Int J Oral Implantol 5 (2012), No. 1 15. Mar. 2012
Purpose: The aim of this narrative review was to explore and discuss marginal bone loss around transmucosal oral implants and the related incidence of this biologic complication.
Results: Treatment with osseointegrated implants is most often successful and improves the quality of life for the patient. At present only limited data are available to evaluate long-term technical and biological complications. When peri-implant tissue destruction occurs, little is known about the initiating process. Possible factors of relevance for the initiation and progression of peri-implantitis are discussed. Periodontitis, smoking and a variety of local factors are among the most plausible putative reported risk factors. Also, oral hygiene and the inability to clean the reconstruction were reported. The unit for reporting incidence of peri-implant bone loss varies in different studies between implants and patients. Since there seems to be a clustering effect, and implants in the same mouth cannot be considered independent from each other, it is recommended to use the patient as a unit. The different cut-off values for clinical parameters reported in different studies will exert a significant influence on the magnitude of the reported incidence of peri-implantitis. It is suggested that the composite variables including bone loss >=2 mm, compared to initial radiographs at delivery of the prosthetic device, in combination with bleeding on probing should be interpreted as a 'red flag' for the clinician to critically evaluate if any intervention is indicated in the individual case. Conclusion: Until more solid scientific evidence has been made available, it is likely that the academic controversy in relation to peri-implant bone loss and peri-implantitis will continue.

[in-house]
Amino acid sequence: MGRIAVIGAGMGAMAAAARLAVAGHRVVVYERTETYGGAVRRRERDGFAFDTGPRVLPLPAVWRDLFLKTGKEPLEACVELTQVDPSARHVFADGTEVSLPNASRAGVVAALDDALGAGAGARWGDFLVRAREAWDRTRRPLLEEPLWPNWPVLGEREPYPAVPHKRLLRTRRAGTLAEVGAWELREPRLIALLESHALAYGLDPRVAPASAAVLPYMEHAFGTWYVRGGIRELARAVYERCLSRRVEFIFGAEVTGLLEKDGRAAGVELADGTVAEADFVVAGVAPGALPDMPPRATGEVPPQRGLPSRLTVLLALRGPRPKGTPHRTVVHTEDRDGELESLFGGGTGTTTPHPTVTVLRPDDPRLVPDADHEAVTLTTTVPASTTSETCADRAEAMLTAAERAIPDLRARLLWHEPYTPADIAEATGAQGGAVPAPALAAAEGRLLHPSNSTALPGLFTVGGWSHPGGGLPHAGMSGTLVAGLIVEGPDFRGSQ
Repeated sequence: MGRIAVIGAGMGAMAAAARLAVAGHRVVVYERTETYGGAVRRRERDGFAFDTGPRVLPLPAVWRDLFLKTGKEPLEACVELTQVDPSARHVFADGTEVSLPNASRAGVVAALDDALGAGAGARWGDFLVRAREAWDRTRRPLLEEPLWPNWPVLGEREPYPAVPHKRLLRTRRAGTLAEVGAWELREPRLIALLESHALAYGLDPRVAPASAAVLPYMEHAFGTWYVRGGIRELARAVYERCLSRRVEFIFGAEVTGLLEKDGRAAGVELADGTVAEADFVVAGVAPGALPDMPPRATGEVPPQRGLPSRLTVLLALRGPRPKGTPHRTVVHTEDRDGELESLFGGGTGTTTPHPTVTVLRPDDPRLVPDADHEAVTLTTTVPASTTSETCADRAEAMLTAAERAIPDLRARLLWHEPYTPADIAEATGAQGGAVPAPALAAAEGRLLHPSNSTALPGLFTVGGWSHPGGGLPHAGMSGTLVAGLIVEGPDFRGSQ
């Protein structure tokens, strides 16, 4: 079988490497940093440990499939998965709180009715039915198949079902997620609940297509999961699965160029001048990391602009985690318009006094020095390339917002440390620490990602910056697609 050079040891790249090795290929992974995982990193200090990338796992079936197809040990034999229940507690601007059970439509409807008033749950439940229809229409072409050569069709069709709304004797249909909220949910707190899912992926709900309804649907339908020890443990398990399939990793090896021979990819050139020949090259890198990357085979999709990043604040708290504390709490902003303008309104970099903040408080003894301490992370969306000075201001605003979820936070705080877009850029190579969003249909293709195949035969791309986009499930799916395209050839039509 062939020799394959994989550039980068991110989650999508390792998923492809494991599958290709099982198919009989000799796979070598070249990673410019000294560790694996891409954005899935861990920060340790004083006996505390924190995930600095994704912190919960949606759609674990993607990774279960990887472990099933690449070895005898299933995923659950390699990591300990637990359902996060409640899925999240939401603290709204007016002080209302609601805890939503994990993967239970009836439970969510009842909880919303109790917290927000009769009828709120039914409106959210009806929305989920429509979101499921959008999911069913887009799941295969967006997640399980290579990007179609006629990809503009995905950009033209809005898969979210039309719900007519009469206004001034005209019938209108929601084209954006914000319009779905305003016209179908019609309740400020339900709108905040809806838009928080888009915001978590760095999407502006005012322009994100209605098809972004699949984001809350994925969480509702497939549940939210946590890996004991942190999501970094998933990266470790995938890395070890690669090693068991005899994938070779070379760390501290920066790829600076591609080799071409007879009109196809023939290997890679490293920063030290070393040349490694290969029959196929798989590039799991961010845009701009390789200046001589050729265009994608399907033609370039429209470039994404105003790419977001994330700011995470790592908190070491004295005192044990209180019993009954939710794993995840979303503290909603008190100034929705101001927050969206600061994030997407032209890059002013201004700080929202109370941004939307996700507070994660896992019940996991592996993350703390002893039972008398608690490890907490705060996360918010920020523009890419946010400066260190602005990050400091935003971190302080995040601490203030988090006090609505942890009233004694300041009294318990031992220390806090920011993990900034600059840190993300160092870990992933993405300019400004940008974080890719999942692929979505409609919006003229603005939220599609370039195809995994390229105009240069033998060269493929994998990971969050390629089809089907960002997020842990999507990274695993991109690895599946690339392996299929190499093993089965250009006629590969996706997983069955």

Keywords: aetiology, human, incidence, peri-implantitis, review